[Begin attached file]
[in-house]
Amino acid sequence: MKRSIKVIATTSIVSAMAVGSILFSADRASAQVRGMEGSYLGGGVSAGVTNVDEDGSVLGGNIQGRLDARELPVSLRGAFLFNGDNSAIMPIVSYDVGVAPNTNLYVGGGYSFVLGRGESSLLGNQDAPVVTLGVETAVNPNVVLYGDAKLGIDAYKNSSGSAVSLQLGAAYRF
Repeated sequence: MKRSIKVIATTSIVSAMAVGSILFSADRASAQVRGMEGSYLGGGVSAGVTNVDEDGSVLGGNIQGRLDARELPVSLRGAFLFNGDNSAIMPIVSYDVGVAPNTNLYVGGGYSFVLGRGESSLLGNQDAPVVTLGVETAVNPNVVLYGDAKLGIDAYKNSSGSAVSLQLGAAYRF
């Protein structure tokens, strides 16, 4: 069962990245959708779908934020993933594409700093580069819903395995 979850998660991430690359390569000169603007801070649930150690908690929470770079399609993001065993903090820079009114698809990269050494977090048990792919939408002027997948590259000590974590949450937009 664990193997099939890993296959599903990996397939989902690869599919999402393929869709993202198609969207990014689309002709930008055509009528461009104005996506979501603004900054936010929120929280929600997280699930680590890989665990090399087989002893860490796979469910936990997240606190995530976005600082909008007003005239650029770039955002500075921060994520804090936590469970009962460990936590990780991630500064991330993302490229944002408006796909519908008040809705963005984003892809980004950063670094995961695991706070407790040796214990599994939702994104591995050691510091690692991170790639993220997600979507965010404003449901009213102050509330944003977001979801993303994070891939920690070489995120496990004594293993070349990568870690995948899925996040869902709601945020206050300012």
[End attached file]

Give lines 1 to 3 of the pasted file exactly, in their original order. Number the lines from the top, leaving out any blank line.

[in-house]
Amino acid sequence: MKRSIKVIATTSIVSAMAVGSILFSADRASAQVRGMEGSYLGGGVSAGVTNVDEDGSVLGGNIQGRLDARELPVSLRGAFLFNGDNSAIMPIVSYDVGVAPNTNLYVGGGYSFVLGRGESSLLGNQDAPVVTLGVETAVNPNVVLYGDAKLGIDAYKNSSGSAVSLQLGAAYRF
Repeated sequence: MKRSIKVIATTSIVSAMAVGSILFSADRASAQVRGMEGSYLGGGVSAGVTNVDEDGSVLGGNIQGRLDARELPVSLRGAFLFNGDNSAIMPIVSYDVGVAPNTNLYVGGGYSFVLGRGESSLLGNQDAPVVTLGVETAVNPNVVLYGDAKLGIDAYKNSSGSAVSLQLGAAYRF